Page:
Entertainment Weekly once named Ed Norton as one of the greatest sidekicks in television history. And in 1999, TV Guide ranked him 20th on the list of 50 Greatest TV Characters of All Time.

Carney also appeared in The Hustler, a movie Jackie got an Oscar nomination. The movie also starred Paul Newman.

In 1970, he appeared in The Men from Shiloh. And during the early 1970s, he appeared a couple of times in The Dean Martin Show.

During the 1950s, he recorded prolifically for Columbia Records. That is a career he got back to after the end of The Honeymooners.

For his performance in Harry and Tonto in 1974, he won an Academy Award for Best Actor. He beat actors like Dustin Hoffman, Al Pacino, and Jack Nicholson for the award. Following his Oscar award, Carney got even more popular in Hollywood.

He then appeared in movies like The Late Show, House Calls, Movie Movie, Going in Style, and more. He retired in the late 1980s, and then returned in 1993 for a minor supporting role in Last Action Hero.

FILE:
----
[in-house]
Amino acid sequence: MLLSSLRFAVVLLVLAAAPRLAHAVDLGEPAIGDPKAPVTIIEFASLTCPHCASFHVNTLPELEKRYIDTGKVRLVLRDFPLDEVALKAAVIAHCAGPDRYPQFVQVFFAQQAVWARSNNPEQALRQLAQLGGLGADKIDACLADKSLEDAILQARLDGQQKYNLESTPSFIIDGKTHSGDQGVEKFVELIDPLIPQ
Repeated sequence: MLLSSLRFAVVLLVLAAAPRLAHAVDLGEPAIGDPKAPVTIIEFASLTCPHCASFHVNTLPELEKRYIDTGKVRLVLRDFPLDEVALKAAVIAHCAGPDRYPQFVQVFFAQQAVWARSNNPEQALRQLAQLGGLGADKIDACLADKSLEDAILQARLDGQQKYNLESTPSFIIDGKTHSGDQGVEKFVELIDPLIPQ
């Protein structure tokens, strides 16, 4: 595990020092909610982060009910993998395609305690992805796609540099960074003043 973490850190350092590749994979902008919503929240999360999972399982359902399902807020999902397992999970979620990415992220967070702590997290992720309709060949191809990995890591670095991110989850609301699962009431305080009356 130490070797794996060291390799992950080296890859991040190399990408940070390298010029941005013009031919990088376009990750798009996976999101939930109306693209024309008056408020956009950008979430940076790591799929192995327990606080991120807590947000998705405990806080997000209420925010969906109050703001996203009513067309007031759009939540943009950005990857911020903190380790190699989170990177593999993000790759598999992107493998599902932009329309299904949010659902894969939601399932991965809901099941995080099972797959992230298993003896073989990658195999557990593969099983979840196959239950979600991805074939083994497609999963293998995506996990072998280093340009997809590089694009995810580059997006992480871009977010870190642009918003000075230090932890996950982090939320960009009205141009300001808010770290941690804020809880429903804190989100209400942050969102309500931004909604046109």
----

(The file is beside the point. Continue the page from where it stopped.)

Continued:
Carney died in his sleep in November 2003, five days after his 85th birthday. He once said that during his late teens he drank alcohol.

Joyce Randolph – Thelma “Trixie” Norton

Joyce played Ed’s wife on the show and Alice’s best friend. While she didn’t appear in every episode, Joyce earned a name for herself. Many fans still consider her character a less developed one. But Joyce managed to bring the best out of Trixie. Fun fact: Trixie is the inspiration for the Betty Rubble character in The Flintstones.

Other than The Honeymooners, Joyce had a nice career on Broadway as well. She appeared in Ladies Night in a Turkish Bath.

But after the show, she couldn’t find quality roles. For years after that role, directors rejected her. And the reason was absurd. She got too famous as Trixie.

Randolph is the sole survivor of the main cast of The Honeymooners. She is the grand aunt of Tim Redding, a former Major League Baseball pitcher.